Today’s viewers will have even less trouble anticipating the conclusion of “Millicent and Therese”, in which Black plays an uptight black-clad Millicent (glasses again) and her lipsticked, swinging twin Therese, denounced by Millicent in her diaries and conversations as evil. Their father’s recent death has brought things to the current crisis.
The story doesn’t spell this out bluntly, but one implication is that personality disorders may be the product of sexual trauma within the family. Shirley Jackson explored this idea in her novel The Bird’s Nest, filmed as Hugo Haas’ Lizzie (1957). Such a pathology explains why Millicent claims the evil began at 16, when Therese seduced their father, soon after which mom committed suicide. Millicent’s blame of Therese functions as internalized hatred, with Millicent acting as superego to her sister’s libido, but we must resist giving away the “surprise”.
These stories play with fire and do what tales of horror and the macabre are supposed to: transmute real social fears into metaphorical charades for our unsettling entertainment so we don’t know which end is up. These first two sections, while based on Matheson stories, are scripted by his fellow writer and Twilight Zone alumnus William F. Nolan. He too was having a great decade, scripting Turn of the Screw for Curtis and having his novel Logan’s Run turned into a movie and TV series.
The third tale, “Amelia”, scripted by Matheson himself from his story “Prey”, burned itself into many an impressionable young cerebrum. The story is a one-woman show taking place entirely in her high-rise apartment, and it justifies the title’s promise of terror. The premise sounds foolish: our heroine brings home a small “Zuni fetish doll”, complete with spear and sharp white teeth and awful hair, that chases her through a vicious pell-mell life-or-death struggle. It’s funny and absurd and genuinely nerve-wracking in its pains and triumphs. That’s partly because, as Black observes, it’s the little things you should be able to control that get out of hand and turn deadly.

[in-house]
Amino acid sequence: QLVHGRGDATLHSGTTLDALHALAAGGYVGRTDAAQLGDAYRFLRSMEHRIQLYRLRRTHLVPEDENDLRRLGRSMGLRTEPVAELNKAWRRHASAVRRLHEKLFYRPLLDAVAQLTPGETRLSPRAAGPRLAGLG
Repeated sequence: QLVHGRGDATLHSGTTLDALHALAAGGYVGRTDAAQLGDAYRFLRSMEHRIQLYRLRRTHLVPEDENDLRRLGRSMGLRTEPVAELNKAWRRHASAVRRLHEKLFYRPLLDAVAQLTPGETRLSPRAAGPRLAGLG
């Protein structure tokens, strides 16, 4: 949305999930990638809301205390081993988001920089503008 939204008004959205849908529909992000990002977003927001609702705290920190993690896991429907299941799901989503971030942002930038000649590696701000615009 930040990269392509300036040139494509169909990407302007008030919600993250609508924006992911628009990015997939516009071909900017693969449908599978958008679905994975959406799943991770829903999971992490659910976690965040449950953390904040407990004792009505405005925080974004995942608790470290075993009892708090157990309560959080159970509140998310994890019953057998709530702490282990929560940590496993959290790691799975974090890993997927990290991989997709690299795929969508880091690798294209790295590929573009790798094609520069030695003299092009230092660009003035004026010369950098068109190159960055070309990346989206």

The magic’s in the execution, from a graceful unbroken shot of over three minutes as Amelia enacts a fraught phone call with her mother, to the rapidly edited, darkly lit, dutch-angled nightmare, with its accordion pacing and alternations of silence and unnerving noise. Curtis’ tendency to shoot from low angles arrives at its logical conclusion during the moments of frantic subjective Zuni-vision speeding across the carpet, a visual trope we’ve seen many times since.
Another reason it works so well is that Amelia is efficiently established as a woman who, while trying to be independent for the first time, feels torn between her domineering mother and her demanding boyfriend — it’s the superego/libido split again, and the holistic personality gets shredded in the middle.
“Not even your mother could love you”, says Amelia with unconscious irony, immediately identifying herself with the “ugly” doll and yes, it’s something about the hair. As she simultaneously talks to the doll and to herself, for it’s the same thing, the fetish manifests her self-destructive impulses, her desire to squash her own ineffective ego. She wants to give the doll to her boyfriend, but perhaps she buys it unwittingly as a signal of her own desire to be a warrior. She puts it on the table before girding her loins to call her mother (“Let’s get it over with”), and the doll hears, sees, understands, and takes action with none of her waffling and shilly-shally.